Earlier this month AMD quietly released a new version of their Optimizing C/C++ compiler in the form of AOCC 1.3. This new compiler release has more Zen tuning to try to squeeze even more performance out of Ryzen/EPYC systems when using their LLVM-based compiler.

    The AMD Optimizing C/C++ Compiler remains AMD's high performance compiler for Zen compared to the earlier AMD Open64 Compiler up through the Bulldozer days. AOCC is based on LLVM Clang with various patches added in. Fortunately, with time at least a lot of the AOCC patches do appear to work their way into upstream LLVM Clang. AOCC also has experimental Fortran language support using the "Flang" front-end that isn't as nearly mature as Clang.

Security: Japan's Top Cybersecurity Official, SuperCooKey, Information Breach on HealthCare.gov

Filed under
Security
  • Security News This Week: Japan's Top Cybersecurity Official Has Never Used a Computer
  • SuperCooKey – A SuperCookie Built Into TLS 1.2 and 1.3

    TLS 1.3 has a heavily touted feature called 0-RTT that has been paraded by CloudFlare as a huge speed benefit to users because it allows sessions to be resumed quickly from previous visits. This immediately raised an eyebrow for me because this means that full negotiation is not taking place.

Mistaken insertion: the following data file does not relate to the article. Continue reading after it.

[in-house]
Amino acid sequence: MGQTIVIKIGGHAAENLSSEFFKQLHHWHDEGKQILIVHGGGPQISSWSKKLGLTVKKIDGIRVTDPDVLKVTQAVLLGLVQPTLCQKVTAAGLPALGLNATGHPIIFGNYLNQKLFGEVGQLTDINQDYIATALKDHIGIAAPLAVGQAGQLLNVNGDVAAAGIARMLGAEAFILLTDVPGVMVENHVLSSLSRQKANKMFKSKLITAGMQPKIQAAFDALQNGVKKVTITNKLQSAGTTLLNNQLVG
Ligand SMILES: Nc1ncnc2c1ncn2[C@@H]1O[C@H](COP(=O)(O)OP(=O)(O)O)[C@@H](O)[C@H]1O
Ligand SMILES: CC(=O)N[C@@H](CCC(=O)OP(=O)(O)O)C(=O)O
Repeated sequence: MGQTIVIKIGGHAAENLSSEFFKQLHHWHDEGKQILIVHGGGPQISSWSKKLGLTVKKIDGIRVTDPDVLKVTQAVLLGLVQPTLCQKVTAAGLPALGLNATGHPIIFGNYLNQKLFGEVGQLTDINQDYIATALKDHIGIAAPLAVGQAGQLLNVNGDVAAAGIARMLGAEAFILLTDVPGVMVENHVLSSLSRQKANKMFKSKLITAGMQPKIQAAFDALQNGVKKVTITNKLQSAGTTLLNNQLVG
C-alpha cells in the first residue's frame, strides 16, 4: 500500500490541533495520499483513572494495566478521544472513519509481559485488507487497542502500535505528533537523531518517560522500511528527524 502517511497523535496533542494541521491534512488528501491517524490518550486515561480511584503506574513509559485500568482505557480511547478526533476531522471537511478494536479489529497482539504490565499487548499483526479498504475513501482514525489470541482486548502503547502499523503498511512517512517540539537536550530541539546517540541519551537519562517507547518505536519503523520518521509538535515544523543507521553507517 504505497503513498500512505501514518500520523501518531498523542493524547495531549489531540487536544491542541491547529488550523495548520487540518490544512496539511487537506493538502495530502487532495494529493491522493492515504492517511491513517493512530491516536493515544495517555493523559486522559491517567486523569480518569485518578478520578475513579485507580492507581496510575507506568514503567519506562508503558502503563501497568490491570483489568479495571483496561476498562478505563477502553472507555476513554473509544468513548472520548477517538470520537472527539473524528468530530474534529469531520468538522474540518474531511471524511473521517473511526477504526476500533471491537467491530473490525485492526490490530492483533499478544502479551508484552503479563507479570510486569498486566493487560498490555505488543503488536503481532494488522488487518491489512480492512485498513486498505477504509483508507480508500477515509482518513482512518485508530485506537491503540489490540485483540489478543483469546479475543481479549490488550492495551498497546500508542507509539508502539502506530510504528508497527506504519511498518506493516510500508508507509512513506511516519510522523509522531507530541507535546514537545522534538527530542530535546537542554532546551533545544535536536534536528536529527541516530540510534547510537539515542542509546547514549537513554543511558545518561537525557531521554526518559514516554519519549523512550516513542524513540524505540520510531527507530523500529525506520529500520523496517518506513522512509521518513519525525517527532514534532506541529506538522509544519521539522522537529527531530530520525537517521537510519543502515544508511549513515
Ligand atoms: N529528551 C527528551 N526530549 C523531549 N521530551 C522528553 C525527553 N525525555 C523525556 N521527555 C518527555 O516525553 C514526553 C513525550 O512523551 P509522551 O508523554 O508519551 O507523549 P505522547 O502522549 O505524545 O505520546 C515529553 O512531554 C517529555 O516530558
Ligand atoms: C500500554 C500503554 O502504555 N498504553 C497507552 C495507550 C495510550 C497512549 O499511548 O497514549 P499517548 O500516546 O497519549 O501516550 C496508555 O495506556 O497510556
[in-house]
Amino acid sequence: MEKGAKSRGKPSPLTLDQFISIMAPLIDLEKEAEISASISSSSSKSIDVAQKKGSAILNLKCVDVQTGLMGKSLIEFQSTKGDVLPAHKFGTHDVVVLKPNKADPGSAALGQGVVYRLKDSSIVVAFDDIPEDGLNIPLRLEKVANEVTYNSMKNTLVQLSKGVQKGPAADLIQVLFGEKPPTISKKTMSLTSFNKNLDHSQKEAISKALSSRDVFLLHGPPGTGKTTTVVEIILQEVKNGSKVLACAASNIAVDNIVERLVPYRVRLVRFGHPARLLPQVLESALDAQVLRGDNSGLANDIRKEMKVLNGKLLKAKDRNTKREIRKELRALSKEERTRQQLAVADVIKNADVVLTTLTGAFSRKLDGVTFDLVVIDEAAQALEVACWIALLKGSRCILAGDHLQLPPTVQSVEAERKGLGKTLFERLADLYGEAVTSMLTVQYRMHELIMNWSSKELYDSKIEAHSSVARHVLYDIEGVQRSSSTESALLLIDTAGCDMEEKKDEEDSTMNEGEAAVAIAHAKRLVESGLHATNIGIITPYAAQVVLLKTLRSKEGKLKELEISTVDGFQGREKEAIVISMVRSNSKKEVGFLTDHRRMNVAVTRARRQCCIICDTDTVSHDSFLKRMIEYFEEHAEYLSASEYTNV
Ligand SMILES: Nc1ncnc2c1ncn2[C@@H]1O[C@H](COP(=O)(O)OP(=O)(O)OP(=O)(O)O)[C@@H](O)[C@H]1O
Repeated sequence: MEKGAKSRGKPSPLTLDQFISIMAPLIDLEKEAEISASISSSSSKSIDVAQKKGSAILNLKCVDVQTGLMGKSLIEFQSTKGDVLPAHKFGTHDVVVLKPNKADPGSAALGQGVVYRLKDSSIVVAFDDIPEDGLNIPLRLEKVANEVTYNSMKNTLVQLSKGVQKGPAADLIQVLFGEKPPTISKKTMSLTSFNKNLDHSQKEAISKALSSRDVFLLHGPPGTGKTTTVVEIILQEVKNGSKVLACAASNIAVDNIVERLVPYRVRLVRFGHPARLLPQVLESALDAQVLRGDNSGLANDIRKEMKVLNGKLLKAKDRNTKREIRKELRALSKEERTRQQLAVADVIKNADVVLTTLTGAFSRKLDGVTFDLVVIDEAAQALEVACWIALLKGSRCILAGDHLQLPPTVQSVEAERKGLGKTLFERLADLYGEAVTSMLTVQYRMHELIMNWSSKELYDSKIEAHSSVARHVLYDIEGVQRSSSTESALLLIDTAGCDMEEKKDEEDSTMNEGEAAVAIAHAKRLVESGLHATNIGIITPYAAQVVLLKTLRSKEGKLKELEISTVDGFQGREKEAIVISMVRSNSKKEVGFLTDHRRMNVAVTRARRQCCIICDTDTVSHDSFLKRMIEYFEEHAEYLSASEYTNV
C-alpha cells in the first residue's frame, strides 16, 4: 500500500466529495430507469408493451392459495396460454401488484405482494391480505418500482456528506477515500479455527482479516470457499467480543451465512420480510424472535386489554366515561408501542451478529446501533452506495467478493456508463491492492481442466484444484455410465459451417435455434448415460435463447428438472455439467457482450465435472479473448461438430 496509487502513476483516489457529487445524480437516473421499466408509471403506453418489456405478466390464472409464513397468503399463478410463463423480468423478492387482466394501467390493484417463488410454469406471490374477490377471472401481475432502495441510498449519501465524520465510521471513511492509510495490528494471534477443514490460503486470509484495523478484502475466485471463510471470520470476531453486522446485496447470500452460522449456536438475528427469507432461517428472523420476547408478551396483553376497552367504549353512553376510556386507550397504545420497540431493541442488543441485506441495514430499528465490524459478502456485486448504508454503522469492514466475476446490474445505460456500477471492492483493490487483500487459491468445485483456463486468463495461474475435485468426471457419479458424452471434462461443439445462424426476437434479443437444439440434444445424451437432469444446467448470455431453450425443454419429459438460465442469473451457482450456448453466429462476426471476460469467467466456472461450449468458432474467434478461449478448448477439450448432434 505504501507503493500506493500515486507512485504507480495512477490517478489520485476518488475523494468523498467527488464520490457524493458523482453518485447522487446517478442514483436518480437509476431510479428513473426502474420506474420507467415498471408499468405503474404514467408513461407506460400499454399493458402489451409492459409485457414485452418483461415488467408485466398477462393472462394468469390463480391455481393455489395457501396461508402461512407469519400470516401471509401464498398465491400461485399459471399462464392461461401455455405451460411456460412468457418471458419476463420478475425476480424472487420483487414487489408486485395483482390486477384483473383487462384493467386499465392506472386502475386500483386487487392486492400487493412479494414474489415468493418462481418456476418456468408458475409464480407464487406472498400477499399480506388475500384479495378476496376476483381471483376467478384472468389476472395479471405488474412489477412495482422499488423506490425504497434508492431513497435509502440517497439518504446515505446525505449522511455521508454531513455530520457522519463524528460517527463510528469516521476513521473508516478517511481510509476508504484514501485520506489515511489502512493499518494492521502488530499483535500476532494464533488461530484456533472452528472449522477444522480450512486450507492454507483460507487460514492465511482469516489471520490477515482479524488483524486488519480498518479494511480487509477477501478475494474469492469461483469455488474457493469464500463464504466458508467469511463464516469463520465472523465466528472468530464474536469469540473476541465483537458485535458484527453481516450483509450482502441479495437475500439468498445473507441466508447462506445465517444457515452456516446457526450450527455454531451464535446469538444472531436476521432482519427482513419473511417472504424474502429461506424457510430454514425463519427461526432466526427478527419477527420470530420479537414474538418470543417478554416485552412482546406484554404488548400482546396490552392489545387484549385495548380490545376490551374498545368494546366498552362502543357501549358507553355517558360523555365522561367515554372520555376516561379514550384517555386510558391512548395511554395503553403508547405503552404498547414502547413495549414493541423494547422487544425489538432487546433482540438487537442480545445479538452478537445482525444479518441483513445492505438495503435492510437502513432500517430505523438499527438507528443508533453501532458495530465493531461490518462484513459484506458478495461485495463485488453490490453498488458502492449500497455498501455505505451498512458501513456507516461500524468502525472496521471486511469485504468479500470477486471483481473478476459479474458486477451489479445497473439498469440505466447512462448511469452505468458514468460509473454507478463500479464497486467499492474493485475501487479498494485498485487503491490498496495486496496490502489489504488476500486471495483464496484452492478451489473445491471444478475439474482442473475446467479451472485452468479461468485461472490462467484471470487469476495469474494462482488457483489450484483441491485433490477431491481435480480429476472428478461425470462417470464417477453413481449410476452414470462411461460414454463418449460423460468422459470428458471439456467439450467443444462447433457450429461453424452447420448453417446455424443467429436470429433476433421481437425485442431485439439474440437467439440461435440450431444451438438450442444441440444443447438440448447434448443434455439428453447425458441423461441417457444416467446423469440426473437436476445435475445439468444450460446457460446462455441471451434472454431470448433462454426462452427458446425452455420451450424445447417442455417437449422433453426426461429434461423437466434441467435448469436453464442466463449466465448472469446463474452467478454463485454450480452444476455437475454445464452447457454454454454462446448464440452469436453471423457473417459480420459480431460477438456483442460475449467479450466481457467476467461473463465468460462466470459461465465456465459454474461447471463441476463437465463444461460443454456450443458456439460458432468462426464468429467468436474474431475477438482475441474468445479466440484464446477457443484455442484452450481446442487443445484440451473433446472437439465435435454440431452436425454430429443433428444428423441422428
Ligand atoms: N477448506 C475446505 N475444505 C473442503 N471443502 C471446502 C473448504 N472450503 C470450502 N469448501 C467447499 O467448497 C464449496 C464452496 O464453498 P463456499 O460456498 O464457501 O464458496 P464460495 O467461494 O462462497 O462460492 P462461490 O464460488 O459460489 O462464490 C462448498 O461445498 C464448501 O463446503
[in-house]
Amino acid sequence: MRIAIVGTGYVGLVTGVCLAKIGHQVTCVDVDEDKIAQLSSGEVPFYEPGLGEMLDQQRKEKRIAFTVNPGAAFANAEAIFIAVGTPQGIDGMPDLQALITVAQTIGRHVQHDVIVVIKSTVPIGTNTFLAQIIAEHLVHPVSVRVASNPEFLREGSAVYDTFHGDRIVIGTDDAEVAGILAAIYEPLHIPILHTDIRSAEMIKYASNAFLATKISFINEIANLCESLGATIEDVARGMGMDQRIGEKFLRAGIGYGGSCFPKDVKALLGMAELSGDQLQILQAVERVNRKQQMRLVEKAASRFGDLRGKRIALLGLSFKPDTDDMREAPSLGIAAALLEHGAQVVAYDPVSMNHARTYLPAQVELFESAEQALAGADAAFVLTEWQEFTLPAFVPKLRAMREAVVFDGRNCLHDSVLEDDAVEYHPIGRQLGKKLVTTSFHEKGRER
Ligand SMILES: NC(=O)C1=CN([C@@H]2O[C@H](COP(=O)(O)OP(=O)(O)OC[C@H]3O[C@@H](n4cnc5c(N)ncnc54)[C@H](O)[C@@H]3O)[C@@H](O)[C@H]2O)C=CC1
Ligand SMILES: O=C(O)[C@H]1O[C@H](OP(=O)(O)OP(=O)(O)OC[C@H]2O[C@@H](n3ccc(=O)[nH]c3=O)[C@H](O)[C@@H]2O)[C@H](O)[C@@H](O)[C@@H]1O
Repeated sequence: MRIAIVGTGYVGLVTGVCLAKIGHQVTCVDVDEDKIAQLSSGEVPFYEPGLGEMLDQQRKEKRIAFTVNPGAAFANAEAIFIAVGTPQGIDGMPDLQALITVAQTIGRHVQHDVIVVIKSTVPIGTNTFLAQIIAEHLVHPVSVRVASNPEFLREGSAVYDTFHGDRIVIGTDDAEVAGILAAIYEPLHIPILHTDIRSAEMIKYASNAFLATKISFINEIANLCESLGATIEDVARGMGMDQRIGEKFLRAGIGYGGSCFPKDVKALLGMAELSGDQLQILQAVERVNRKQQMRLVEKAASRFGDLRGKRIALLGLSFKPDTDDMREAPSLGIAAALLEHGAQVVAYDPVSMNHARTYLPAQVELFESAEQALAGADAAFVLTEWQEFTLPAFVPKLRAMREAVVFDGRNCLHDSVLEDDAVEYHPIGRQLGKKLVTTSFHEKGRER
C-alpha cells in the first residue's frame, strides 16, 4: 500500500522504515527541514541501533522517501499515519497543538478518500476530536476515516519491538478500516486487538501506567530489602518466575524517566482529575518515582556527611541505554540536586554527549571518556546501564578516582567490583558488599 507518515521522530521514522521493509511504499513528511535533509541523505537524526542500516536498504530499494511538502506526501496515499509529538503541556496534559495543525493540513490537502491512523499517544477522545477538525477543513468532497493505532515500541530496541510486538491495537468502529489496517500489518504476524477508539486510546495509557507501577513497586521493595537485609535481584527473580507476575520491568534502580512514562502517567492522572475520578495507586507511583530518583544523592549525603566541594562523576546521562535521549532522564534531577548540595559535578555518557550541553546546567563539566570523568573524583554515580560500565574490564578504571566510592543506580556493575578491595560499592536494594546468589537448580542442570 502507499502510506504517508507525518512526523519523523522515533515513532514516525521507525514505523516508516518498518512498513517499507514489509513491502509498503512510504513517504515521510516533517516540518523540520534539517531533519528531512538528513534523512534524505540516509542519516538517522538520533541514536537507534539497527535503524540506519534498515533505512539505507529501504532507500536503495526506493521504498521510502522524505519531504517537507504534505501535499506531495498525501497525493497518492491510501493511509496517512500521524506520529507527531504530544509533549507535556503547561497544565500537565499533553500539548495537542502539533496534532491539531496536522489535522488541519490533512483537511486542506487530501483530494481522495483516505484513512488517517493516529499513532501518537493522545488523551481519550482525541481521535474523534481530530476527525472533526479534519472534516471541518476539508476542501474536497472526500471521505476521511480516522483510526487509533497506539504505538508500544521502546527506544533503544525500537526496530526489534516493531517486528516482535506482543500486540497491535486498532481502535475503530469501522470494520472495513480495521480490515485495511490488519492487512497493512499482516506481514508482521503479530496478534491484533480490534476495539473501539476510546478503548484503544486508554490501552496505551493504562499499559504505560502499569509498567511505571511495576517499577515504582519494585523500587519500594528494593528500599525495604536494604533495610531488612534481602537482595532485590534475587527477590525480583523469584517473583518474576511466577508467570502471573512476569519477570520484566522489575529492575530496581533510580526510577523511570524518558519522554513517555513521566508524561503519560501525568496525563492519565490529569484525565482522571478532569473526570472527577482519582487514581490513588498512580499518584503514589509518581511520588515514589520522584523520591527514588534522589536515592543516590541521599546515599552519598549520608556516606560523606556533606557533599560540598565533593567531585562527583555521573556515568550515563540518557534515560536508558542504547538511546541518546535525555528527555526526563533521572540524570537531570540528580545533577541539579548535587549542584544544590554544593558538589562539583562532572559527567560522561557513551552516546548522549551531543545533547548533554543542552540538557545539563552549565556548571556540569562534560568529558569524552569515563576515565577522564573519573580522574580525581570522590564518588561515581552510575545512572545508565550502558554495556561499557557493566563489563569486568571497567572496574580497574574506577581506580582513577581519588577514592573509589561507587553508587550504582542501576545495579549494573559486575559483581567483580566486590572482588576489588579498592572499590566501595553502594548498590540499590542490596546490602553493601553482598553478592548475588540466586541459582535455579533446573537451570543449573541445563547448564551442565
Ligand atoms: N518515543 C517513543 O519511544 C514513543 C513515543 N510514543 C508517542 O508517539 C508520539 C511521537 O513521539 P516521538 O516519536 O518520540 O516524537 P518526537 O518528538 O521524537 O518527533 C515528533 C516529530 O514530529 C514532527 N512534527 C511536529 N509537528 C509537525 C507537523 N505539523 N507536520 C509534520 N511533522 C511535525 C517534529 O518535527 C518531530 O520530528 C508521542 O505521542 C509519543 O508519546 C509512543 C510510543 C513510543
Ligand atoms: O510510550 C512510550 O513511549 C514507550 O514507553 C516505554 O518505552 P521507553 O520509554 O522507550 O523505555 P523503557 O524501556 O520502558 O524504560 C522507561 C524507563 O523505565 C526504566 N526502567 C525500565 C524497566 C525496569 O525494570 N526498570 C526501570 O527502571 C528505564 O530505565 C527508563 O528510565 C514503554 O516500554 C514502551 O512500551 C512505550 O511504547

After more research, I’ve discovered that 0-RTT does skip renegotiation steps that involve generating new keys.

    This means that every time 0-RTT is used, the server knows that you’ve been to the site before, and it knows all associated IPs and sign-in credentials attached to that particular key.

  • Information Breach on HealthCare.gov

    In October 2018, a breach occurred within the Marketplace system used by agents and brokers. This breach allowed inappropriate access to the personal information of approximately 75,000 people who are listed on Marketplace applications.

today's howtos

Filed under
HowTos

The Spectre/Meltdown Performance Impact On Linux 4.20, Decimating Benchmarks With New STIBP Overhead

Filed under
Graphics/Benchmarks

As outlined yesterday, significant slowdowns with the Linux 4.20 kernel turned out to be due to the addition of the kernel-side bits for STIBP (Single Thread Indirect Branch Predictors) for cross-HyperThread Spectre Variant Two mitigation. This has incurred significant performance penalties with the STIBP support in its current state with Linux 4.20 Git and is enabled by default at least for Intel systems with up-to-date microcode. Here are some follow-up benchmarks looking at the performance hit with the Linux 4.20 development kernel as well as the overall Spectre and Meltdown mitigation impact on this latest version of the Linux kernel.